After a tough 2006, it's good to see that Urban Outfitters
Urban Outfitters' first-quarter earnings increased 45% to $29.4 million, or $0.17 per share. That's back to the double-digit earnings growth that many investors are accustomed to seeing from this company.
Of course, let's put things in perspective a bit. A more lenient one-time tax rate helped matters, at 22.3% as opposed to 38.4%. Furthermore, in last year's first quarter, Urban Outfitters' earnings decreased by 26%, so it's an admittedly easy comparison.
Gross profit was also about flat at 35.8% compared to last year, which pales in comparison to gross margin of 42.2% the year before that. Total inventories increased at a faster rate than sales, although the company was quick to point out that most of that related to acquiring merchandise to stock new stores and that on a comparable-store basis, inventories only increased by 3%.
Free cash flow improved, too, on a year-over-year basis. Granted, its first-quarter increase is positive but negligible, but that's far more heartening than the fact that the company's free cash flow generation was $20 million in the red this time last year.
Urban Outfitters' head Richard Hayne said that things have been encouraging in May, and the company is "guardedly optimistic about achieving our modest financial plan in the second quarter."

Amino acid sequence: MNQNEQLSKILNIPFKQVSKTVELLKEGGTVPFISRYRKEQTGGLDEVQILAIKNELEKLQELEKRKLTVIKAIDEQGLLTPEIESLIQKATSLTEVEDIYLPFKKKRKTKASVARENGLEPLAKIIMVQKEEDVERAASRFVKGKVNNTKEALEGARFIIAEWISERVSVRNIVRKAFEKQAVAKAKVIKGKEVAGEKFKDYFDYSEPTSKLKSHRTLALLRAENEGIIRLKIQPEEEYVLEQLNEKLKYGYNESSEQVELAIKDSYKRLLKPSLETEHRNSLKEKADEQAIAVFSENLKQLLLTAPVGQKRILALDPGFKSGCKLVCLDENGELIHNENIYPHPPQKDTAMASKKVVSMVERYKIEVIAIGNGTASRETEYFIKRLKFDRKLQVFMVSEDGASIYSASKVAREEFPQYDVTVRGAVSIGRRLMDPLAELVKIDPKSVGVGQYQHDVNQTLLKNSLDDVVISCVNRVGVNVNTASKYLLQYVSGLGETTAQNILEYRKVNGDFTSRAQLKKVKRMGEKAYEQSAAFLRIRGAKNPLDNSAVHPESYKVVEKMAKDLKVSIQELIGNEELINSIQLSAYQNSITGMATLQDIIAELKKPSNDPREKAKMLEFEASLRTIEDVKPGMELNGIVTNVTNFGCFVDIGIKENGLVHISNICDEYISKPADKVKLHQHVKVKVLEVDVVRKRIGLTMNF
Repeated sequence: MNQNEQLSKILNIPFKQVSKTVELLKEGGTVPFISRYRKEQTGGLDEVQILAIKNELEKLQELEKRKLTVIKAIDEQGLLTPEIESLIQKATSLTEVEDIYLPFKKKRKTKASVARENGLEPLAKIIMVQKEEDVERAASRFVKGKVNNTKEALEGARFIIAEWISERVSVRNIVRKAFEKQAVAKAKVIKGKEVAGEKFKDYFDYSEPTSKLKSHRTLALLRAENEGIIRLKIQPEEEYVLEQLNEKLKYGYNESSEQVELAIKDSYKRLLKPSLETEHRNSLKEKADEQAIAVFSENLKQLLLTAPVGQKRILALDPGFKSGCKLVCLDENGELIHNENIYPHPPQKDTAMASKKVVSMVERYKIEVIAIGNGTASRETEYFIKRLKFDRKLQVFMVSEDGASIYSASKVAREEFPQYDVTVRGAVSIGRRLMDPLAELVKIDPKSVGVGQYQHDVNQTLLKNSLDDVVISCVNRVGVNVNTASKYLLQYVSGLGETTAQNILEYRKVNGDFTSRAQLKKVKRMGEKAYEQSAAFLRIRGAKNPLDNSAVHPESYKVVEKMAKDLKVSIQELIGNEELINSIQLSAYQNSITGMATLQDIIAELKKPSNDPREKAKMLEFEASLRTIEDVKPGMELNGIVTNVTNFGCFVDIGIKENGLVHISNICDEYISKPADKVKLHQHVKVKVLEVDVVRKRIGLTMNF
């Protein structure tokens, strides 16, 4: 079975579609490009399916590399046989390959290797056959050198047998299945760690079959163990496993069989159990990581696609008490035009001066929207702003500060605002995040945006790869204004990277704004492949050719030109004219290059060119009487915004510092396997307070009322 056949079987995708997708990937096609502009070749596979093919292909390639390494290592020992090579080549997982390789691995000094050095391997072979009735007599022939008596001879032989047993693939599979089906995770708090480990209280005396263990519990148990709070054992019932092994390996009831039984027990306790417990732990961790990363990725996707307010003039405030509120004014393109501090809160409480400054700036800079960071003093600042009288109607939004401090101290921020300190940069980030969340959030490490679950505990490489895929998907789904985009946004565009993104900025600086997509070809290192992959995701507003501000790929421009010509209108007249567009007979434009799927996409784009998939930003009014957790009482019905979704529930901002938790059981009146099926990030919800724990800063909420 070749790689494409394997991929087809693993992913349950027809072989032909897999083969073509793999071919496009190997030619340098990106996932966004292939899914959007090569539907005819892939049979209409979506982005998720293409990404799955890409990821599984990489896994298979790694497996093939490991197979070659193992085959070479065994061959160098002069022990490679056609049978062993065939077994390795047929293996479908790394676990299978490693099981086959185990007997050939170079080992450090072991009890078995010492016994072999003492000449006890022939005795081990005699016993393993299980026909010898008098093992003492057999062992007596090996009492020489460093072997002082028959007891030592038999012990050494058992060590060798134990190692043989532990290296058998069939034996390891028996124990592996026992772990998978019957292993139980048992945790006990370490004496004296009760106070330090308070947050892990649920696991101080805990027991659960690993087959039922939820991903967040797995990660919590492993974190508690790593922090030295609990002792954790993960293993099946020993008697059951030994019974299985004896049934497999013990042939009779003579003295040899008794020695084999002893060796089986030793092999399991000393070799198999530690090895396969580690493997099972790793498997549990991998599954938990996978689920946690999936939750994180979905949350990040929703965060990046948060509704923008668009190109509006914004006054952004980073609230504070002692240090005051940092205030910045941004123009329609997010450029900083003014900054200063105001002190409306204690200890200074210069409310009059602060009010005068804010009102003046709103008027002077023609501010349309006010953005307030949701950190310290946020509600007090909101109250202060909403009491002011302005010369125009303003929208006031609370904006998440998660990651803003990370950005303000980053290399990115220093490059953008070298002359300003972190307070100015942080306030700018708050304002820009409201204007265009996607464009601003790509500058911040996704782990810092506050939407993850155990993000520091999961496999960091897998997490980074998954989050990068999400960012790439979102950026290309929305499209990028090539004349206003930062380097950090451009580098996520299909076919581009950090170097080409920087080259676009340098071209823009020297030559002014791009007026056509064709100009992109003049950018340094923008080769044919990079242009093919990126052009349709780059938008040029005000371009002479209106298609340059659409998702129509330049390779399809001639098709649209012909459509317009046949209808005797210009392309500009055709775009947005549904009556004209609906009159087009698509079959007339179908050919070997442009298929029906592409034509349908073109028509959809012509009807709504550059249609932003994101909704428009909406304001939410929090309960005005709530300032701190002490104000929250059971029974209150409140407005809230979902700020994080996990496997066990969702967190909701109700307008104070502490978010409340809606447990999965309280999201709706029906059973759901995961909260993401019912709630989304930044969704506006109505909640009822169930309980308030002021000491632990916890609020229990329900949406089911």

As an Urban Outfitters shareholder, I'm glad to see that things seem to be moving in the right direction again (although some investors may have been dismayed that the quarter missed analysts' expectations when you factor in the beneficial tax rate). For an example of a longer setback (and what many of us interpret as subsequent brand damage that leaves a lot of work to do) as opposed to a temporary issue, an investor might look no further than Gap
Shop around for some related Foolishness:
- Urban Outfitters pre-announced its first-quarter sales last week, as is its custom.
- Revisit Urban Outfitters' first-quarter 2006.